Much Ado About Nothing

Sigh no more, ladies, sigh no more.

Men were deceivers ever-

one foot on sea, and one on shore,

to one thing constant never.

Then sigh not so, but let them go

and be you blithe and bonnie,

converting all your songs of woe

into hey, nonny, nonny!

The simple song from the 1993 Kenneth Branagh film runs through my head, along with visions of the beautiful European countryside in the heat of summer.

When Sylvia mentioned her enjoyment of an outdoor theater in Wisconsin that puts on Shakespeare, I asked if she had seen any of Kenneth Branagh’s movies. I picked up a copy of Much Ado at Half-Wit to review it, in case she wanted to watch it together sometime. The first time I watched this movie was my freshman year of high school. We all fell in love with it for some reason…it probably had something to do with being immature high school girls that had crushes on "cute" movie stars or being drawn to emotionally charged movie soundtracks.

I remembered that there would be two possibly objectional parts to the movie: the bare backsides of bathers shown during the opening credits and the scene where Margaret is mistaken for Hero on the balcony at night. After watching the movie again, I wasn’t so much offended by the content of the story, but rather that actors and actresses would be so willing to perform these scenes for the public eye.

Does Ephesians 5 relate to this sort of thing? I’m especially thinking about vs 3-12…For it is shameful even to speak of the things that they do in secret.

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Categories: Entertainment | 5 Comments

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5 thoughts on “Much Ado About Nothing

  1. Unknown

    You might as well ask,Why do we put icing on a cake? It’s not healthy, but people still do it. Paul says"And walk in love…"But fornication, and all uncleanness, or covetousness, let it not be once named among you, as becometh saints; "Neither filthiness, nor foolish talking, nor jesting, which are not convenient: but rather giving of thanks." When he says "not be once named", does he mean that Christians don’t talk about that, or does he mean that Christians aren’t know to do those things? In vs. 2, he’s talking about "walk", but in vs. 4, about "talk".You’re right about vs. 12; he says "shameful to speak," but how does that pan out when you read Old Testament stories about fornication, uncleanness and covetousness? You question why actors would be willing to perform these scenes. I think you’re commenting on undress, but what about other sins? Would a Christian actor not be able to act out a murder or lie?

  2. Katrina

    The shameful thing I was referring to was fornication. Yes, it is part of the play \ story, but do we need to SEE and HEAR it?Something our pastor said when The Passion movie was in discussion came to mind this morning. Pastor McLachlan pointed out that in the Bible we aren’t given ALL the gory details of the crucifiction, yet we can still understand ( enough ) Christ’s suffering… perhaps (?) you see this in the OT too, we read about David’s sin with Bathsheba, but we aren’t given a play-by-play of the affair. It’s our choice whether an explicit picture is developed in our imagination–it’s not billboarded on the television screen for us.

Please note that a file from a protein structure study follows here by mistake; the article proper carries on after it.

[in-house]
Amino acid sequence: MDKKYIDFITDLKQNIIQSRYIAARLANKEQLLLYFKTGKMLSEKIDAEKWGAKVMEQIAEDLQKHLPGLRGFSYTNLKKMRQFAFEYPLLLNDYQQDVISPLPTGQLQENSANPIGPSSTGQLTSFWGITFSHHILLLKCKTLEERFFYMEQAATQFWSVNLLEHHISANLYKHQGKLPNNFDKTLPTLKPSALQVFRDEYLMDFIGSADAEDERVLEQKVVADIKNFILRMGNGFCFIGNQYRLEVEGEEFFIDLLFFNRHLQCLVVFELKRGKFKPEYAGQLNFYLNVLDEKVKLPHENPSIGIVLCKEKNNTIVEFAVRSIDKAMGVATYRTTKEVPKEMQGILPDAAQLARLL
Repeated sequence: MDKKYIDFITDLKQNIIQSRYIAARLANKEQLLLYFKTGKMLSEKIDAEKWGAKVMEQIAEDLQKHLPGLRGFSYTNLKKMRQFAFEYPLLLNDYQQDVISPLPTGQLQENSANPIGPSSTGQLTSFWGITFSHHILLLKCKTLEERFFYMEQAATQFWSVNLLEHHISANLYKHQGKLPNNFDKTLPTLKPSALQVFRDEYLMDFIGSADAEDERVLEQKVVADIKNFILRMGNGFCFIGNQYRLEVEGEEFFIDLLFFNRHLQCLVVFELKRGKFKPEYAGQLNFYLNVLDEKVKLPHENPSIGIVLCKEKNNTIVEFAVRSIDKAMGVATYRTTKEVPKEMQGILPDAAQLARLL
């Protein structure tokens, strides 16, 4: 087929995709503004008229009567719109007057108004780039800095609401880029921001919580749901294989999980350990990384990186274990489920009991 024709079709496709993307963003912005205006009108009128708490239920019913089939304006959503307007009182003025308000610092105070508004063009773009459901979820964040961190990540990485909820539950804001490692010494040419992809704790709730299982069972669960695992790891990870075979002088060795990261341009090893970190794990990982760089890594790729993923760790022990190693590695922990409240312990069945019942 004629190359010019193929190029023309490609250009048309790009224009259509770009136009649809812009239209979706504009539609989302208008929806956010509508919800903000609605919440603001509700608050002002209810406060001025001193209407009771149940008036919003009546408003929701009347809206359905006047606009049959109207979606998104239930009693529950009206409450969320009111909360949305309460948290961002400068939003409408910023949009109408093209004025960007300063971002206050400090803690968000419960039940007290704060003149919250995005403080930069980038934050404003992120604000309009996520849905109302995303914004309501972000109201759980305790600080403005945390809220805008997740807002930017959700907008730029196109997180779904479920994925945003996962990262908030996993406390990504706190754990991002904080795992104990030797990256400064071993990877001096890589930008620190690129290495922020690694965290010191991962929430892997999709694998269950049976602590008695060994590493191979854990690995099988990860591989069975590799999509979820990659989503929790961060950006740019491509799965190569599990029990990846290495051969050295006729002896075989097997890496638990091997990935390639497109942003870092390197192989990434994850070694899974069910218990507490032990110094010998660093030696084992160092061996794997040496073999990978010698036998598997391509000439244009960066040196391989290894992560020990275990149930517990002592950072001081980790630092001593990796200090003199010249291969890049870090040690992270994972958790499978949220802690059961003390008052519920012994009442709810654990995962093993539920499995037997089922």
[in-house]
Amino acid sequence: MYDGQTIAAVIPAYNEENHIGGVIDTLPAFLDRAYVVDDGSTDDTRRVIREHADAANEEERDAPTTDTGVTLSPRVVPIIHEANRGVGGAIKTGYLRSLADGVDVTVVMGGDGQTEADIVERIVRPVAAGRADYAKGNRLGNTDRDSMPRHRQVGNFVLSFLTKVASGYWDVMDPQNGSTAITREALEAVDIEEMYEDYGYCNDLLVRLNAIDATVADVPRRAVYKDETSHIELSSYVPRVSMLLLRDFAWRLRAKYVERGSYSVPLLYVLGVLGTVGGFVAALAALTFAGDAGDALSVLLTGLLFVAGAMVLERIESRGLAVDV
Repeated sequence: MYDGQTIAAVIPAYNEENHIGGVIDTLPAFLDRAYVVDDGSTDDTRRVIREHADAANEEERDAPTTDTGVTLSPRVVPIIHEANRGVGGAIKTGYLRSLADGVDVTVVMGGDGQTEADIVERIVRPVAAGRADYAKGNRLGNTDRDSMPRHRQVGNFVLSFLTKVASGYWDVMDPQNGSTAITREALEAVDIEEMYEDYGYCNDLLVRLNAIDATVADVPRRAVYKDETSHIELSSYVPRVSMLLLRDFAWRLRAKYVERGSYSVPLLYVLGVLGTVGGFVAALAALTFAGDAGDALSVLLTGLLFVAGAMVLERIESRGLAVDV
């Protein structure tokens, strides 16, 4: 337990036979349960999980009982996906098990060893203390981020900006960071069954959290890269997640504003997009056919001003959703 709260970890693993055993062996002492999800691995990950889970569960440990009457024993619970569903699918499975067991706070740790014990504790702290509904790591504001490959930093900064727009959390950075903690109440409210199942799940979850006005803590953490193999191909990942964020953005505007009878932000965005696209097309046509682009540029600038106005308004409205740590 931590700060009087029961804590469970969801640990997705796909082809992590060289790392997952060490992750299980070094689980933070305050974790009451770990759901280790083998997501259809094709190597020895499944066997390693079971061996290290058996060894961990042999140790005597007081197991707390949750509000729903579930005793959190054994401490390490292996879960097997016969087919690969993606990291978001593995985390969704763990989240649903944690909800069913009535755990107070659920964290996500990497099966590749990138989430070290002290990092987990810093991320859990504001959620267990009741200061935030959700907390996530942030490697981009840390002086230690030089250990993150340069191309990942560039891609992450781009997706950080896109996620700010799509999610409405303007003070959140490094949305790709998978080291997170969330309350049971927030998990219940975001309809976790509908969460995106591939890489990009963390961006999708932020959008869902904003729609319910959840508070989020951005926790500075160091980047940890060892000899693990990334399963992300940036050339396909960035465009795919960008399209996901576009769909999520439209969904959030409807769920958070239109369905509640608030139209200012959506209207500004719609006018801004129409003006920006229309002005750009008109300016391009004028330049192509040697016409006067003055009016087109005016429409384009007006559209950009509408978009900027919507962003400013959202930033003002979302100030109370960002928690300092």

3. Katrina

    Oh, and by the way…some reasons to put icing on cakes:~ to smooth things over a.k.a. hide mistakes~ beauty \ artistry (debatable depending on the artist!)~ preserve moisture of the actual grain of the cake

  4. Unknown

    When you put it that way, I don’t know if the icing metaphor holds up. The "mature" elements of a performance don’t necessarily stop it from being dry. Some things that don’t bother me to read or view when alone, really do bother me when I’m with others. Maybe the difference is communal? I wouldn’t feel comfortable reading some OT stories to children’s church. Shakespeare’s saving grace today is that people don’t understand the language enough to catch the dirty jokes. He realized that an art work that was whole could contain profane and sacred elements, just like life. Actors on stage can present moments of life that would normally be intimate. Can we talk truely about human beings without talking about those things?

  5. Unknown

    But a Christian actor doesn’t have to actually kill someone to act out murder, or tell a lie in order to act it out. He would have to take his clothes off and climb in bed in order to commit fornication.I don’t have a problem with reading reality, though I don’t think a great deal of the wallowing in the mud is reality: most of it isn’t very bothered with truth, let alone honesty. Shakespeare was concerned with both. The Bible says that we are to think on such things, and implies that in these things there is some amount of virtue and of praise. But I do have a problem supporting actual sins committed for my entertainment, for which people will be damned, unless they have already been nailed to the Cross. But I don’t know that all of it can be avoided, because many things that have virtue and praise are produced by non-Christians? Perhaps its part of discernment that (I think Charles Williams says this) in every experience we have to separate the good from the bad, not just experience from experience. And it’s probably all tied up with Christian liberty: it’s the kind of thing that ought to be submitted in love to the conscience of weaker brethren, if we are causing anyone else to stumble. (And certainly if we ourselves are stumbling…)I don’t much care for that presentation of Much Ado about Nothing, either. Henry V is Branaugh’s best performance that I’ve seen– really good. He did all right in Harry Potter, too :-).

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